So this is the most terrifying discovery to make when digging up your patio.
Builder Robbie Kearney discovered human remains underneath a patio while digging a soaraway hole for drainage at a family’s home in Heytesbury, Wiltshire.
There were five skeletons in total; Three adults, one juvenile and a younger child. Experts are hoping to determine the age of the bones, although police have confirmed that this process could take several weeks.
Robbie, a 32-year-old self employed builder for Mouldings in South Newton explained how the team he was working with immediately stopped what they were doing upon making the grisly discovery.
“I found a few bones, which I assumed were animal bones and went down a bit further and found some more bones.
“Then I went a bit deeper and found a skull. That’s when I realised they were human remains.
“It came as a bit of a shock as I’ve never found a skull before.”
Robbie’s colleague, 48-year-old Paul Tapper, informed the property owners, Matthew and Amelia Jackson, straight away. Police sent CSI vehicles to the home as soon as they were contacted.
Mr. Jackson said, “It has certainly created some interest in the village.
“We have had workmen here since the beginning of last week building drainage and a soakaway in our lawn for a patio.
“The builders were digging up the lawn and made the discovery on Wednesday. We phoned the police who came out straight away.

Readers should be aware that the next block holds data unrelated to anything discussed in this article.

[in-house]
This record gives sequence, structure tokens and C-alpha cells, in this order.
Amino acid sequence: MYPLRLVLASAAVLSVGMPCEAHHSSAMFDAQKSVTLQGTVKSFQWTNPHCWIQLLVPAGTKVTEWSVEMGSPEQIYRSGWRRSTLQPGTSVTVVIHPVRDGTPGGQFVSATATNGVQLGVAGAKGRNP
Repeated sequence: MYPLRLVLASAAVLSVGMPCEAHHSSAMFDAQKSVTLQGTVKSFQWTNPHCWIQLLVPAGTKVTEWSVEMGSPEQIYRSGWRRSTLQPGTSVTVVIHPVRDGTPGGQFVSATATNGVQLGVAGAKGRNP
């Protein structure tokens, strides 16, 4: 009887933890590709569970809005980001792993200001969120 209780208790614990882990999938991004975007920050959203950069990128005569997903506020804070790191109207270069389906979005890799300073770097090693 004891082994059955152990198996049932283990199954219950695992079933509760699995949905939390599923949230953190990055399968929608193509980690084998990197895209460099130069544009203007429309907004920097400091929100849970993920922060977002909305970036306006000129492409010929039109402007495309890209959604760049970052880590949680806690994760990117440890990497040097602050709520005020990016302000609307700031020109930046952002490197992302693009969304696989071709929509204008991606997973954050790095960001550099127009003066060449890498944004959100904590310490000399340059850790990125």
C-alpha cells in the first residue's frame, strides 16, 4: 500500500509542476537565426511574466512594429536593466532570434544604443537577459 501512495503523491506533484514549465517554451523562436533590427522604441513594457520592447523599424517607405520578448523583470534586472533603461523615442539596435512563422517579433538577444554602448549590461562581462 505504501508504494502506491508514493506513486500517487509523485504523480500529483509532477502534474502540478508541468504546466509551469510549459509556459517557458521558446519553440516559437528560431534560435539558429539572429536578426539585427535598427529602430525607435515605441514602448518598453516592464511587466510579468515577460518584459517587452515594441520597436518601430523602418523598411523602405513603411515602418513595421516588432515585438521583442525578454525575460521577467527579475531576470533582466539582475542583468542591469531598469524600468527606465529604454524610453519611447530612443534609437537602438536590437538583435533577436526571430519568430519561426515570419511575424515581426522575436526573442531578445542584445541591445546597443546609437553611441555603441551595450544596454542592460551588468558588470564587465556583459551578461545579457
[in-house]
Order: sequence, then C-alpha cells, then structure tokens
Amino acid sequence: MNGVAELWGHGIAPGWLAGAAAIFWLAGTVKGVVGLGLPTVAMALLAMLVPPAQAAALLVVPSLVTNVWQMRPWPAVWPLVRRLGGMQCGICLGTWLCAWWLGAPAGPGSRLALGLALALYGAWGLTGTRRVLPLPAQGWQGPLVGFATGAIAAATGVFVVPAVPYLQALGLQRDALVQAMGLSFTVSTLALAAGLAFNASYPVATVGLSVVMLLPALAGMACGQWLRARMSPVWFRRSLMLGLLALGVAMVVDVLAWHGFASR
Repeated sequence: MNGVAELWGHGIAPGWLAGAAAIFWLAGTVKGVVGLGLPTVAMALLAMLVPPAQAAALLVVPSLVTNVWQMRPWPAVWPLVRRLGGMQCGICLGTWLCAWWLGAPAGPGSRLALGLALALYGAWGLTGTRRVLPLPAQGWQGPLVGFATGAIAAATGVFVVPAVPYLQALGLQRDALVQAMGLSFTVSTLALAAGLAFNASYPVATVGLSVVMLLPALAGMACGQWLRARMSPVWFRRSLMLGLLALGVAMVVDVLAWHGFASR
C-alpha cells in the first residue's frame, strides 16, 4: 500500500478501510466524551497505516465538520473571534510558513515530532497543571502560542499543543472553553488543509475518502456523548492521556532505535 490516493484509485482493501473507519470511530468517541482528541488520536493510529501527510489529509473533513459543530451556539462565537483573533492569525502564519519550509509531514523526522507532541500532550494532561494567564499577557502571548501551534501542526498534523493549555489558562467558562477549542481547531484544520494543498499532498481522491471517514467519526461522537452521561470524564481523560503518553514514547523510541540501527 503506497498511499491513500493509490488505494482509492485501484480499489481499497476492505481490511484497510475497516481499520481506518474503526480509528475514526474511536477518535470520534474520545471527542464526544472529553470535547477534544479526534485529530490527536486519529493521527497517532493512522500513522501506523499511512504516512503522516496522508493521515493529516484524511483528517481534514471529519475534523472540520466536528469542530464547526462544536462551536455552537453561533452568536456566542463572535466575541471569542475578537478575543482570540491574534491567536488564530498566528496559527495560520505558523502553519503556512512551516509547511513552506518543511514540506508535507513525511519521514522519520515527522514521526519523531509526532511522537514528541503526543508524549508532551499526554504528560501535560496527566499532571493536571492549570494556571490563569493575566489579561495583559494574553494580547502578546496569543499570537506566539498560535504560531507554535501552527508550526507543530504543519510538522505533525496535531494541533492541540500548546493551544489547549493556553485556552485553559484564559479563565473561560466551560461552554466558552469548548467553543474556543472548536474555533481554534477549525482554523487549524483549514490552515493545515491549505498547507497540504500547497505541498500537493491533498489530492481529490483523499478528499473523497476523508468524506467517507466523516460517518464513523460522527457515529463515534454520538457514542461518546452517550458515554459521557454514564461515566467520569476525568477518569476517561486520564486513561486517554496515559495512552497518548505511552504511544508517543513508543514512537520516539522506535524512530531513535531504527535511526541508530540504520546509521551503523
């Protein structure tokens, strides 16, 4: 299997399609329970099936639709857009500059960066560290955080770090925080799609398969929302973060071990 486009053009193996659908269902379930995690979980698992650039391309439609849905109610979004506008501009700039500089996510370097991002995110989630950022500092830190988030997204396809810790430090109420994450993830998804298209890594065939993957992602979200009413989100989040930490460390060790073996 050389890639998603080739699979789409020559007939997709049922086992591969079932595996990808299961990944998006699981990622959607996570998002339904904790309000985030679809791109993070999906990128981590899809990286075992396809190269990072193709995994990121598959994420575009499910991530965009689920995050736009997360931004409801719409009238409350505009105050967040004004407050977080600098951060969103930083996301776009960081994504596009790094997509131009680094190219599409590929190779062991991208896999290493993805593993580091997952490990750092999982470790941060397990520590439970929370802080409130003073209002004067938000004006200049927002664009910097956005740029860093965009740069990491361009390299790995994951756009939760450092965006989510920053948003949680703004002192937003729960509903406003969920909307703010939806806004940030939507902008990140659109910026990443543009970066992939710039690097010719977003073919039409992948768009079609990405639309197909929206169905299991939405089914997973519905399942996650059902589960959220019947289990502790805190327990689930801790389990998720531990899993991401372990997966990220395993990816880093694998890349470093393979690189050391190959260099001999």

“They were here on Thursday, along with forensic officers and one of the Wiltshire archaeologists came out.
“The remains have been sent away for carbon dating and it may be a while before we get the results.
“It’s all quite interesting. They mentioned the early medieval period, possibly the 5th century.”
Local historian Joe Charlesworth said, “They are likely to be from a plague pit. Rumour has it that there are more in the village.”
Sam Fox, of Wiltshire Council, called the discovery an ‘exciting and unexpected find’.
He added, “Our archaeology team visited along with Wiltshire Police, and agreed that this is likely to be the disturbed remains of a number of graves from the early medieval period.
“From what our team have identified so far, these look like Christian graves representing people of different ages and of both genders, so they may represent the place where there had been an earlier church in Saxon or later times.
“Our archaeology team will be keeping an eye on further drainage work going on in the garden and will put together a report once the radiocarbon date has been confirmed by the police forensic team.
“This is an exciting and unexpected discovery in an area that our archaeology team don’t often get an opportunity to investigate, and we look forward to further developments on this discovery.”
Wiltshire Police said: “Enquiries are being carried following the discovery of bones in the garden of an address in Heytesbury.
“A forensic archaeologist has been at the site, working to establish how old these remains are.
“The scientific dating of the bones found at an address in Heytesbury has not yet been completed.
“At this stage there is no evidence to suggest we are dealing with a crime scene.”
Mr Jackson has confirmed that once the carbon dating is complete, the remains will be given another proper burial.